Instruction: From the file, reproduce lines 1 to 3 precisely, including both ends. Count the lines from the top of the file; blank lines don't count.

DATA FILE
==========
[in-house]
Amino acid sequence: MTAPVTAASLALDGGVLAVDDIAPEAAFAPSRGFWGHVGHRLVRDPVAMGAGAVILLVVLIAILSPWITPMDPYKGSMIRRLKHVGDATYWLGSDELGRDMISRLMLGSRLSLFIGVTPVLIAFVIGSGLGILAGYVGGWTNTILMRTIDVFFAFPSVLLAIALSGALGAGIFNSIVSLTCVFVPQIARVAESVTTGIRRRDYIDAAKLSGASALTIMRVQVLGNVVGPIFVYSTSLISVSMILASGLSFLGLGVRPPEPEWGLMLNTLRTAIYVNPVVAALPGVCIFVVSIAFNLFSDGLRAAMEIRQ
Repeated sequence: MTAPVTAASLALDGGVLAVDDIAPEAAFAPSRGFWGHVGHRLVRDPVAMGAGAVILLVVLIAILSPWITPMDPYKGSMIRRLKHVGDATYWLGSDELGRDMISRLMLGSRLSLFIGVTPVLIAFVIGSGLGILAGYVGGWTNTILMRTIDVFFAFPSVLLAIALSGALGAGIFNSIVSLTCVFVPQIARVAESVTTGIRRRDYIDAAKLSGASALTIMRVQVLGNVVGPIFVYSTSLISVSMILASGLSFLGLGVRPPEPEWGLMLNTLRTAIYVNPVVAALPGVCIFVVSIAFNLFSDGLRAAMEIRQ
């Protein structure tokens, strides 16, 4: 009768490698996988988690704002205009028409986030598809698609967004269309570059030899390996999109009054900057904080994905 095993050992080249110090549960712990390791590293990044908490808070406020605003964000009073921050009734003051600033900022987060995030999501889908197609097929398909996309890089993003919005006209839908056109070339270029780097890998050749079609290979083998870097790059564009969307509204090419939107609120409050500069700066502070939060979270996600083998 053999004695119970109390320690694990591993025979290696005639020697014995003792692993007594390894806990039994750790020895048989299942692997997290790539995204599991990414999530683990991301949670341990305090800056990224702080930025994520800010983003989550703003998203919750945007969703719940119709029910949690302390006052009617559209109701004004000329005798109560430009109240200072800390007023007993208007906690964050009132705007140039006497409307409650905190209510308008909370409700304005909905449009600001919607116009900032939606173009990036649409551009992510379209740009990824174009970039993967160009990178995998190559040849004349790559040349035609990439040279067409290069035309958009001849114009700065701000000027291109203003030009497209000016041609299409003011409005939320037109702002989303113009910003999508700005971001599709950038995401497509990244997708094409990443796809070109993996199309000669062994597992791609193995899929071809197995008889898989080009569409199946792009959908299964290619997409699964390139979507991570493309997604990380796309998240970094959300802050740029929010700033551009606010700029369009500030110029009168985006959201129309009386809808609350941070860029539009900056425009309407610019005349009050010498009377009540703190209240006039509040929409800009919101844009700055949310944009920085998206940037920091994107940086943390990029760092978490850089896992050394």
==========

[in-house]
Amino acid sequence: MTAPVTAASLALDGGVLAVDDIAPEAAFAPSRGFWGHVGHRLVRDPVAMGAGAVILLVVLIAILSPWITPMDPYKGSMIRRLKHVGDATYWLGSDELGRDMISRLMLGSRLSLFIGVTPVLIAFVIGSGLGILAGYVGGWTNTILMRTIDVFFAFPSVLLAIALSGALGAGIFNSIVSLTCVFVPQIARVAESVTTGIRRRDYIDAAKLSGASALTIMRVQVLGNVVGPIFVYSTSLISVSMILASGLSFLGLGVRPPEPEWGLMLNTLRTAIYVNPVVAALPGVCIFVVSIAFNLFSDGLRAAMEIRQ
Repeated sequence: MTAPVTAASLALDGGVLAVDDIAPEAAFAPSRGFWGHVGHRLVRDPVAMGAGAVILLVVLIAILSPWITPMDPYKGSMIRRLKHVGDATYWLGSDELGRDMISRLMLGSRLSLFIGVTPVLIAFVIGSGLGILAGYVGGWTNTILMRTIDVFFAFPSVLLAIALSGALGAGIFNSIVSLTCVFVPQIARVAESVTTGIRRRDYIDAAKLSGASALTIMRVQVLGNVVGPIFVYSTSLISVSMILASGLSFLGLGVRPPEPEWGLMLNTLRTAIYVNPVVAALPGVCIFVVSIAFNLFSDGLRAAMEIRQ